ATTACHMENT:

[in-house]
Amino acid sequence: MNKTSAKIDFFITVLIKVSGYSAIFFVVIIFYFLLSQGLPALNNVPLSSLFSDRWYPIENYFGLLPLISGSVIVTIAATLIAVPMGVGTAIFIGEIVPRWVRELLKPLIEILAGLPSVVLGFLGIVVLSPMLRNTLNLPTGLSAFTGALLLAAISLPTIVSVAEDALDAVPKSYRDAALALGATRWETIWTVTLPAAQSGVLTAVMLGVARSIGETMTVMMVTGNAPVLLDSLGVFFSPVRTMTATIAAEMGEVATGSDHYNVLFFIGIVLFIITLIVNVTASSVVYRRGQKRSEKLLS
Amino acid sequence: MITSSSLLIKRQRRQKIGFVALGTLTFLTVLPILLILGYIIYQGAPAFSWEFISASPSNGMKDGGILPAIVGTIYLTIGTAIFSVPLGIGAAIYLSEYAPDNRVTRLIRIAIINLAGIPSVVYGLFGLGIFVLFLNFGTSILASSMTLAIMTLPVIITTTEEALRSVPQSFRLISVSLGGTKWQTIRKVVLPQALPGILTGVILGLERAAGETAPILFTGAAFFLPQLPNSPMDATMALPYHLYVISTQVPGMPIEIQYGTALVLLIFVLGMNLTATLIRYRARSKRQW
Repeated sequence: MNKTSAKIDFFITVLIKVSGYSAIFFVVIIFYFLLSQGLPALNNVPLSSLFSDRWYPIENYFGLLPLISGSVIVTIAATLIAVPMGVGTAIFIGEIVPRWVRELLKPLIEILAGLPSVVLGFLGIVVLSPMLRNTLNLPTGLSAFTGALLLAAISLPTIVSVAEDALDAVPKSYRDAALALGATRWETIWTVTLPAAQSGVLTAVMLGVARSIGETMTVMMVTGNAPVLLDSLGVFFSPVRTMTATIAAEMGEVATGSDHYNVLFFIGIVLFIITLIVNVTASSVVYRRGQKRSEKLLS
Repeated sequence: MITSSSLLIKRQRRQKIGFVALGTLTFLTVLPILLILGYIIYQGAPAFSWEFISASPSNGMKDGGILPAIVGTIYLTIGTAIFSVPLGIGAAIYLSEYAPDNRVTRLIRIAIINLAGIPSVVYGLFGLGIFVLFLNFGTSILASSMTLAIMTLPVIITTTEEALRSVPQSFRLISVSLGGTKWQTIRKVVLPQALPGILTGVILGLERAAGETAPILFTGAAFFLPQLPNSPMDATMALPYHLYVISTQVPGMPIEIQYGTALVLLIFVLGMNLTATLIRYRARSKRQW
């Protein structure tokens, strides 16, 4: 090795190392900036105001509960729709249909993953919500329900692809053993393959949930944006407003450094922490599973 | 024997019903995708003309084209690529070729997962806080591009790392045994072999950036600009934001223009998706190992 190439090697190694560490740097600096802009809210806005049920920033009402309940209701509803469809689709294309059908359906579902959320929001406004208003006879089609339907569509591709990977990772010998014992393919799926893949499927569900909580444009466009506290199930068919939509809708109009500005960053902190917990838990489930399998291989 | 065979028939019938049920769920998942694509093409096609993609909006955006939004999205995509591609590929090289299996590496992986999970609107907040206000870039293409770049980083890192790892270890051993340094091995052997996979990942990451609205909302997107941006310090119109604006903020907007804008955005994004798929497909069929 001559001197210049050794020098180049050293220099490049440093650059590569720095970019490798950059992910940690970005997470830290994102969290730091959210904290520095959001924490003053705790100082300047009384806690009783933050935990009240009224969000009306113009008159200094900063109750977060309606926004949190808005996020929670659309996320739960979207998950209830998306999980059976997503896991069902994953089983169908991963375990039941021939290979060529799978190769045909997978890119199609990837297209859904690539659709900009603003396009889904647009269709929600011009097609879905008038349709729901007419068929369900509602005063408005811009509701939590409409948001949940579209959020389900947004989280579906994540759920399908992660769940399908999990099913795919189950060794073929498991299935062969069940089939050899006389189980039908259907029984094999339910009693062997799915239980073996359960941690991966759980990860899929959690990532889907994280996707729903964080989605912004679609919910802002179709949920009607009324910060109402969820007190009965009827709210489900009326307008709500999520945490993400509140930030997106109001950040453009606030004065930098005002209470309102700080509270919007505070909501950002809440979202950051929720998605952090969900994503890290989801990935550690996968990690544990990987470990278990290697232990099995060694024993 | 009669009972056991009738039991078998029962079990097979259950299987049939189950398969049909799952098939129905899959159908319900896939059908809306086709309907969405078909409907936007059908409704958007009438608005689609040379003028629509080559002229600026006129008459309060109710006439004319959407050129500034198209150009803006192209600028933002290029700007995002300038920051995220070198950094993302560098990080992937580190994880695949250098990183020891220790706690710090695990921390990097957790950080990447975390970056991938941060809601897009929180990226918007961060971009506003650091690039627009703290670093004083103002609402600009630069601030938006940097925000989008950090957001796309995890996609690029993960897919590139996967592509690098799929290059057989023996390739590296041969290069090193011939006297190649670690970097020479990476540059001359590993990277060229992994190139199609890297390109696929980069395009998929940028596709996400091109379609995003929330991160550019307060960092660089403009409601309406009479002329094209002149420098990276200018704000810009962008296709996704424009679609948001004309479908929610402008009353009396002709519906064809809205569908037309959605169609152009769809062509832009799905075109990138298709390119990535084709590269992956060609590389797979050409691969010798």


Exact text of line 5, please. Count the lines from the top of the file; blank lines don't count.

Repeated sequence: MITSSSLLIKRQRRQKIGFVALGTLTFLTVLPILLILGYIIYQGAPAFSWEFISASPSNGMKDGGILPAIVGTIYLTIGTAIFSVPLGIGAAIYLSEYAPDNRVTRLIRIAIINLAGIPSVVYGLFGLGIFVLFLNFGTSILASSMTLAIMTLPVIITTTEEALRSVPQSFRLISVSLGGTKWQTIRKVVLPQALPGILTGVILGLERAAGETAPILFTGAAFFLPQLPNSPMDATMALPYHLYVISTQVPGMPIEIQYGTALVLLIFVLGMNLTATLIRYRARSKRQW